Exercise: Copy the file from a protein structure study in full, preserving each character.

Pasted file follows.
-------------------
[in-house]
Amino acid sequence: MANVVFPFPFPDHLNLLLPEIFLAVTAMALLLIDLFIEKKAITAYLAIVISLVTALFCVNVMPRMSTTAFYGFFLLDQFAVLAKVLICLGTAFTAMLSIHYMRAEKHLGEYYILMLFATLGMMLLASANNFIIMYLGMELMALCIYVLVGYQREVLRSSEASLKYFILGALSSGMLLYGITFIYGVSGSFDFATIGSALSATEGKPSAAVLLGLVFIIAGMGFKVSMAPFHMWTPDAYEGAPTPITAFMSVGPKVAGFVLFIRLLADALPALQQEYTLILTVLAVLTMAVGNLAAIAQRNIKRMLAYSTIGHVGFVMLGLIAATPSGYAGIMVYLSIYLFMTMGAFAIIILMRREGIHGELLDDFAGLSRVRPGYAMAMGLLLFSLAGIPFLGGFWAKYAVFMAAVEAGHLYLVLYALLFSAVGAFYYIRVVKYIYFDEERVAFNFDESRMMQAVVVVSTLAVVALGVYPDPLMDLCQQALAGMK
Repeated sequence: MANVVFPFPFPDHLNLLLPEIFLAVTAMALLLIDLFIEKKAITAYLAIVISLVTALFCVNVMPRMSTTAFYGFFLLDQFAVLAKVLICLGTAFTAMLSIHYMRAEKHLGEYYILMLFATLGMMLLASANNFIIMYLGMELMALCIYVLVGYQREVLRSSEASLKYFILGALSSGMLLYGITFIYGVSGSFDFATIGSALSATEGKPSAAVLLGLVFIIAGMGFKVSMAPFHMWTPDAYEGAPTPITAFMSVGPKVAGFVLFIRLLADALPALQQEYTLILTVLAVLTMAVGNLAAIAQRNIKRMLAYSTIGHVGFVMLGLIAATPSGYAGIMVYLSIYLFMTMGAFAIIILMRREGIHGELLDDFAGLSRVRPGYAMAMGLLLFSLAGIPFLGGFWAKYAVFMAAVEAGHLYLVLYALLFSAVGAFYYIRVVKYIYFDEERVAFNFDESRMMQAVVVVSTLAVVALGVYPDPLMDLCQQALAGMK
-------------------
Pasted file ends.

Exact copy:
[in-house]
Amino acid sequence: MANVVFPFPFPDHLNLLLPEIFLAVTAMALLLIDLFIEKKAITAYLAIVISLVTALFCVNVMPRMSTTAFYGFFLLDQFAVLAKVLICLGTAFTAMLSIHYMRAEKHLGEYYILMLFATLGMMLLASANNFIIMYLGMELMALCIYVLVGYQREVLRSSEASLKYFILGALSSGMLLYGITFIYGVSGSFDFATIGSALSATEGKPSAAVLLGLVFIIAGMGFKVSMAPFHMWTPDAYEGAPTPITAFMSVGPKVAGFVLFIRLLADALPALQQEYTLILTVLAVLTMAVGNLAAIAQRNIKRMLAYSTIGHVGFVMLGLIAATPSGYAGIMVYLSIYLFMTMGAFAIIILMRREGIHGELLDDFAGLSRVRPGYAMAMGLLLFSLAGIPFLGGFWAKYAVFMAAVEAGHLYLVLYALLFSAVGAFYYIRVVKYIYFDEERVAFNFDESRMMQAVVVVSTLAVVALGVYPDPLMDLCQQALAGMK
Repeated sequence: MANVVFPFPFPDHLNLLLPEIFLAVTAMALLLIDLFIEKKAITAYLAIVISLVTALFCVNVMPRMSTTAFYGFFLLDQFAVLAKVLICLGTAFTAMLSIHYMRAEKHLGEYYILMLFATLGMMLLASANNFIIMYLGMELMALCIYVLVGYQREVLRSSEASLKYFILGALSSGMLLYGITFIYGVSGSFDFATIGSALSATEGKPSAAVLLGLVFIIAGMGFKVSMAPFHMWTPDAYEGAPTPITAFMSVGPKVAGFVLFIRLLADALPALQQEYTLILTVLAVLTMAVGNLAAIAQRNIKRMLAYSTIGHVGFVMLGLIAATPSGYAGIMVYLSIYLFMTMGAFAIIILMRREGIHGELLDDFAGLSRVRPGYAMAMGLLLFSLAGIPFLGGFWAKYAVFMAAVEAGHLYLVLYALLFSAVGAFYYIRVVKYIYFDEERVAFNFDESRMMQAVVVVSTLAVVALGVYPDPLMDLCQQALAGMK